It’s like they don’t really want to distribute the money

John Phillips, May 08, 2020

Faced with mounting unemployment from the coronavirus, the U.S. government rolled out a relief plan. The plan was to give qualifying citizens, those below certain income thresholds, $1,200, plus $500 per dependent. So far so good, altho I’m not sure how many months of lost income the government thinks $1,200 will cover.

How will people get the money?

The initial message was that if you had paid taxes in 2018 or 2019, and the IRS had your bank account info, you’d get a direct deposit. Otherwise they’d mail you a check. After hearing from friends that got their money, I start checking my bank account. Nope. Nada. Nothing. No check in the mail.

An email from the Washington Post, their daily coronavirus update I think, explains that you will only get a direct deposit if you got refund. If you owed taxes, you’ll get a check. I paid my year’s taxes via direct deposit, by providing my bank account and routing numbers. This is the exact information The IRS needs to make a direct deposit, but they can’t. Because government, I guess.

To get my payment quickly, electronically, I would need to visit a site the IRS has set up. Clicking Get My Payment eventually displays this form, after a stern warning that this is for official business only.

Get My Payment

The Get My Payment form

I enter my social, my date of birth, my address, and get an error. The information entered does not match our records. I check my info, and try again. Same error. One more attempt and now it tells me I’m locked out of the system for 24 hours. Three strikes and you’re out. Loser.

Now I am in what I call a “usability rage.” It happens to those of us in the industry. As a usability professional, I know it didn’t have to work like this. That competent professionals could have been employed to make a usable system. But they were not.

After some swearing and venting in Slack, I read thru the FAQ. There are 28 questions in the FAQ, to explain how to use a system that than about 10 fields, total. Always a good sign. I eventually find this:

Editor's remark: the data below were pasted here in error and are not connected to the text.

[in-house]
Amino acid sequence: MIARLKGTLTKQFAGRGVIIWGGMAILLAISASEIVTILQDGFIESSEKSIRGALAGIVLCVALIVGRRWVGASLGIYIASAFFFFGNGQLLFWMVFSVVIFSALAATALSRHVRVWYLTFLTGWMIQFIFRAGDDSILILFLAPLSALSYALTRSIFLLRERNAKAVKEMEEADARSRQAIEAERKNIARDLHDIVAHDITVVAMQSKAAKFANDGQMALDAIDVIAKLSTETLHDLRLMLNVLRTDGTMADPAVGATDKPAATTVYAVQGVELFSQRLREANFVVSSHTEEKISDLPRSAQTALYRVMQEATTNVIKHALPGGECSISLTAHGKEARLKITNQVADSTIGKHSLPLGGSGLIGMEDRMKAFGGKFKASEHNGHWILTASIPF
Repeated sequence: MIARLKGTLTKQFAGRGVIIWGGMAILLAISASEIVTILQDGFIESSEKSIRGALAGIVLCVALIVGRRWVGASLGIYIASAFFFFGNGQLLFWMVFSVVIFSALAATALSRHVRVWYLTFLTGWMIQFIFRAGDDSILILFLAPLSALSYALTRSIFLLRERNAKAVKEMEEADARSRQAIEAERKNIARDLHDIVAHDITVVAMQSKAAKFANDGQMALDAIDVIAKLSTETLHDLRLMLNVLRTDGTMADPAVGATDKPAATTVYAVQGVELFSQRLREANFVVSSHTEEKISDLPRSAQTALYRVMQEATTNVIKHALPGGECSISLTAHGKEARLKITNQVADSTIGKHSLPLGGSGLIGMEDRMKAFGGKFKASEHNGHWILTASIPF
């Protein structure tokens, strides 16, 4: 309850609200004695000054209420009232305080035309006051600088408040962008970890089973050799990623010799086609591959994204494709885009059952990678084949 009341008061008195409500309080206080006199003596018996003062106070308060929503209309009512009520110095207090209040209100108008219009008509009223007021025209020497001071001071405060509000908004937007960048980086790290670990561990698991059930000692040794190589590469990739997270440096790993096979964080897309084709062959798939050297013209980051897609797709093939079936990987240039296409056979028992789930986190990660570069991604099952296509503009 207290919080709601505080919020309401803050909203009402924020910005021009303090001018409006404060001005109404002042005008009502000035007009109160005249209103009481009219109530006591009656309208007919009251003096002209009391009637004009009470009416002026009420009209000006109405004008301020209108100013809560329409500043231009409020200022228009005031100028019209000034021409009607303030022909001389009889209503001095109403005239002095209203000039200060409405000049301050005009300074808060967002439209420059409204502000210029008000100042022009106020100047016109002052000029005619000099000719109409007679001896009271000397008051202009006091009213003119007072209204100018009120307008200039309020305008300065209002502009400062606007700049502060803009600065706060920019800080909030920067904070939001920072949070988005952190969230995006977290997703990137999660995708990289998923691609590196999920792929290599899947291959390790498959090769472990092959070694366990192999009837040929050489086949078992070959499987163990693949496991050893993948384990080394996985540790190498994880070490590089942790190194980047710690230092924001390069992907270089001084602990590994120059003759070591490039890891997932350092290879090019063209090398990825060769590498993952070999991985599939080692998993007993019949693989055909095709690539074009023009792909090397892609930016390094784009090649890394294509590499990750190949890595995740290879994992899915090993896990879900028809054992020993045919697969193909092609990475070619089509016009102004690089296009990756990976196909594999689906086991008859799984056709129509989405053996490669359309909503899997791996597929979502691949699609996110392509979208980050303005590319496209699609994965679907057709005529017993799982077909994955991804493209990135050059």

“You may want to check your most recent tax return or consider if there is a different way to enter your street address (for example, 123 N Main St vs 123 North Main St). You may also verify how your address is formatted with the US Postal Service (USPS) by entering your address in the USPS ZIP Lookup tool, and then enter your address into Get My Payment exactly as it appears on file with USPS.”

Oh. That’s likely my problem. My address is technically: “3844 N CLAY ST”. Even though it’s usually written “3844 CLAY STREET” or “3844 Clay St.”

How would competent professionals handle this? Mentioning this type of address confusion in the error message would seem like the bare minimum. Skilled professionals would have integrated with the USPS’s address verification API.

That’s right, the USPS provides a way to fix these kinds of problems programmatically. No way the IRS team could have known this, tho. Not unless they have access to the google.

Day 2

OK. I make a note to come back tomorrow and try again. On my second visit, using the “correct address” I am able to get to the second page of the site.

Here they ask me to verify my Adjusted Gross Income and maybe one other item from my tax return. And I can enter my bank account and routing information.

The crack IRS development team has provided two fields for each, one to enter the account number and another to confirm it. Same for the routing information. And they have disabled copy and paste from working in these fields. Because security or best practices or some other horseshit.

There are no credible usability arguments for doing this. None. This is a user-hostile anti-pattern. Copy and paste can cause problems with masked fields. A user may accidentally include one or more spaces at the end of their password, for example. But when entering data in unmasked fields, where you can see what you are typing, there is no reason to disable this. And even with masked fields, there are better ways to handle this.

Which is more likely, that I will accidentally make an error typing my 10 digit account number or that I will include a space on the end? It’s trivial to remove extra spaces from the ends of strings of text. Literally every programming language provides a function to do this.

I have my account number and routing number in a text file. I just copied it from my bank’s website. But sure, I’d rather painfully enter them, checking for errors, instead of pasting the vaue I’m 100% certain is correct. Thanks for protecting me from myself, assholes.

After submitting my bank account info, I just have to wait another week. Then I can log back in and see when I can expect my payment.

Yeah fine no rush. It’s not an emergency.

Luckily, it isn’t an emergency for me. But for many people it is. They may not be able to make rent, or put food on the table. So good work. Instead of putting his name on the check, Trump should have put his name on this website. Because it is a total fiasco, incompetent and hostile.